May 20, 2022
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Success is more than a grade

Alumni share lessons learned while teaching during the pandemic

Donna Geetter, MAT ’09, teaches English at Johnson City High School. Donna Geetter, MAT ’09, teaches English at Johnson City High School.
Donna Geetter, MAT ’09, teaches English at Johnson City High School. Image Credit: Jonathan Cohen.

COVID-19 has upended lives in every realm, but perhaps the largest disruption has been to traditional classroom learning. When the pandemic hit, teachers carried the heavy load of developing functional, virtual classrooms while faced with the harsh reality that many families were struggling with illness, loss of income and even loss of life.

“You had to balance your desire for integrity for the course with empathy for students,” says Andrea Gumble, MA ’96, EdD ’14, an English teacher at Chenango Forks High School. “It was about what you could do to help students learn when you didn’t know what was going on in someone’s house.”

“March and April were very rough,” says Donna Geetter, MAT ’09, a Johnson City High School English teacher. “I missed the interaction with my students tremendously. I’m a pathological extrovert and not having input from my students every day was tough.”

Kelli Krieger, MAT ’02, MA ’03, also missed her connections with students, so she decided to reach out to them old-school style.

“I wrote them letters,” says Krieger, who teaches English at Union-Endicott High School. “I’d say 95% of the students wrote back at least once and the letters weren’t about academics at all. One girl sent me her favorite tea. Another sent me a picture she had drawn of the class. It was a lifeline. It was good for me and it was good for them.”

By the fall, all three had found ways to make learning possible in the “new normal.” Becoming more comfortable with logistics such as teaching hybrid classes (synchronous, asynchronous, in-person and remote) was one improvement. All agreed the lessons they learned went way beyond becoming competent at using a variety of education technologies.

“COVID has been the impetus to re-evaluate education,” Krieger says. “Online and in-person instruction are fundamentally different. Online doesn’t lend itself to meeting every day. My seniors and I meet more like a college course, twice a week for an hour and a half. [This] can be hard for teachers who don’t love to embrace change, but I chose to look at it in a positive way.”

“Adaptation means one of two things: you change how you behave, or you change your expectations,” says Geetter, who decided The Great Gatsby wasn’t going to work for her 10th graders this year because it requires a lot of discussion and guidance from her. Instead, she assigned them The Absolutely True Diary of a Part-Time Indian, a coming-of-age story they could read independently. Because the book is written by a non-white author, it also fulfills Geetter’s goal of diversifying authors.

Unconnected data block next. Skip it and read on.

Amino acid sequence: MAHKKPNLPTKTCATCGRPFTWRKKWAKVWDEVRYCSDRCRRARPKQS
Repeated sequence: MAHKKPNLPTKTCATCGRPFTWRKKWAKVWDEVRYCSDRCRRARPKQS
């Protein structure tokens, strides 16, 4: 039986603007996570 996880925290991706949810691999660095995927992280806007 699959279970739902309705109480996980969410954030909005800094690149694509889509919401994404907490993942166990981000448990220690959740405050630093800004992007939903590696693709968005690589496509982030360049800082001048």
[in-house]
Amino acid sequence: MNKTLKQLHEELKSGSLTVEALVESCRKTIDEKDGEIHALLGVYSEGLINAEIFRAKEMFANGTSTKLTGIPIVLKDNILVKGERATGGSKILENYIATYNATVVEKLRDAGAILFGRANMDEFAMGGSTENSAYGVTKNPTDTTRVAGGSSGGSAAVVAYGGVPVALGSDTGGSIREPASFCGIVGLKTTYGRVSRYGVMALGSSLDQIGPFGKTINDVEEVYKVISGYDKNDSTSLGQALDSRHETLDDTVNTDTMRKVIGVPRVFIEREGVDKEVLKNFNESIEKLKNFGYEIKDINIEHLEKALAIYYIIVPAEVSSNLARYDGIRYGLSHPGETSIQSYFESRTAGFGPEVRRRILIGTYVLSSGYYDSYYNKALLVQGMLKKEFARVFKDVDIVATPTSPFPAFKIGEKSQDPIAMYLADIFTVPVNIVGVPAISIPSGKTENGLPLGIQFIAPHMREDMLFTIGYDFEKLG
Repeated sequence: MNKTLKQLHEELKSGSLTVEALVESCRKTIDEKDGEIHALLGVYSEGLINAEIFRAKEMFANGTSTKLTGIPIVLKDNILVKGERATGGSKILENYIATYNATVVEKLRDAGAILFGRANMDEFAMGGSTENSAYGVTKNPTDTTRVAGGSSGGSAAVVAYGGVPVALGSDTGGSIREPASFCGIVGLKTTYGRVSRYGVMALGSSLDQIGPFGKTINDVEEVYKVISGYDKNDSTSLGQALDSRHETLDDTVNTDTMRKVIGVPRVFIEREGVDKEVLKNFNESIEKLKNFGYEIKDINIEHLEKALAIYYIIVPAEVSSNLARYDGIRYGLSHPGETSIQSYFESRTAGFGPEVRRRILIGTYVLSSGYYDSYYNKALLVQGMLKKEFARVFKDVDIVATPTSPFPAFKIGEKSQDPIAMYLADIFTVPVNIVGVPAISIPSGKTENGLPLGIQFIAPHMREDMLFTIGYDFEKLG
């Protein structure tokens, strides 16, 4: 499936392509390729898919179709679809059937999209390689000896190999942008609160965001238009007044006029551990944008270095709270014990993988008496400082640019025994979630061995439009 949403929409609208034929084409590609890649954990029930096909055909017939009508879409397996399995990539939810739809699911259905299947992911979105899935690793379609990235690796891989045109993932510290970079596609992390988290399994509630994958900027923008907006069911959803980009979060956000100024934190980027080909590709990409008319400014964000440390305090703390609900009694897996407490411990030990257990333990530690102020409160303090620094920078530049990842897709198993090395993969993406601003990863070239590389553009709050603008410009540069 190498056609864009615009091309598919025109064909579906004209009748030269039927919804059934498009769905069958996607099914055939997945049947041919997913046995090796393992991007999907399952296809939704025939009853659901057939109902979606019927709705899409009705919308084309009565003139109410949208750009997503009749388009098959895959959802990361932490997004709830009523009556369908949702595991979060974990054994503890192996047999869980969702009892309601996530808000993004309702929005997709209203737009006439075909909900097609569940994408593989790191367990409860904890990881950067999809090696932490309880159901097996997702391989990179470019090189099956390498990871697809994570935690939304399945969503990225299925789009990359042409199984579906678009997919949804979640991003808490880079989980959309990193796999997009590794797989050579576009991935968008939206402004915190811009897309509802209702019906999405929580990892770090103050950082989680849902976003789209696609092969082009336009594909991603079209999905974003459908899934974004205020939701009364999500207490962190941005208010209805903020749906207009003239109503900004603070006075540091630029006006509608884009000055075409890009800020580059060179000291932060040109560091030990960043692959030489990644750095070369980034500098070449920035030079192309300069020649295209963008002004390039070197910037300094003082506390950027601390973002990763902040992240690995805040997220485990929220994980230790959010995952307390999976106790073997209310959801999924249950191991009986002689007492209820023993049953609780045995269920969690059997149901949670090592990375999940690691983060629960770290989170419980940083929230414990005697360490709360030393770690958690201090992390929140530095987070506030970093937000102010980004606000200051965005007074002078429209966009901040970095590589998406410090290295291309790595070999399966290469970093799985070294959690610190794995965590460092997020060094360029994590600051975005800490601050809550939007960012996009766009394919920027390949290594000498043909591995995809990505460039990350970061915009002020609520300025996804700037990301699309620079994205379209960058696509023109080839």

“Next year — or whenever things are back to normal — I might just add this in along with The Great Gatsby,” she says. “That way they’ll have one book to read on their own while we read The Great Gatsby together.”

And Gumble found a solution to one of the challenges of teaching English courses over Zoom: the loss of the student voice.

“They really don’t talk a lot on Zoom, so I worked on establishing a digital voice and using discussion boards to cultivate that voice,” Gumble says. “They were graded on proofreading and responding insightfully. There’s also a freedom behind the screen and they often volunteer their work to be shared. It has become a great way to teach writing that I would never have thought of had this not happened.”

Gumble says the lesson for all teachers is to teach people not the subject. “What does the whole child look like? How do you help that person first versus the subject matter? What are the issues that help them succeed?”

Answering those questions has become a more complicated question in the era of COVID. The virus has exposed and amplified the stumbling blocks children from vulnerable populations have always experienced.

“The inequities have become grossly apparent. We always worry about kids falling through the cracks, but now the cracks are just massive,” Geetter says. “Some have to share in the duties of managing the household or care for a younger sibling. There are internet connectivity issues. Then there are just support issues such as not having a room of your own where you can participate in class without interruptions.”

“If there was ever a time to extend grace, this is the year,” adds Geetter, but the Johnson City Central School District has found ways to hold students accountable while still being sympathetic to their circumstances.

“We don’t give zeros on any assignments except for major assessments,” she says. “We can give a student a 50 for not turning in an assignment because that’s not insurmountable for the student. Students can also always go back and work with a teacher to recover their credit from a quarter where they were not successful.”

All three teachers expressed a shared lesson that evaluating student learning and ensuring success means digging deeper than a grade; and that should remain the standard whether the classroom is a physical or virtual space.

Posted in: CCPA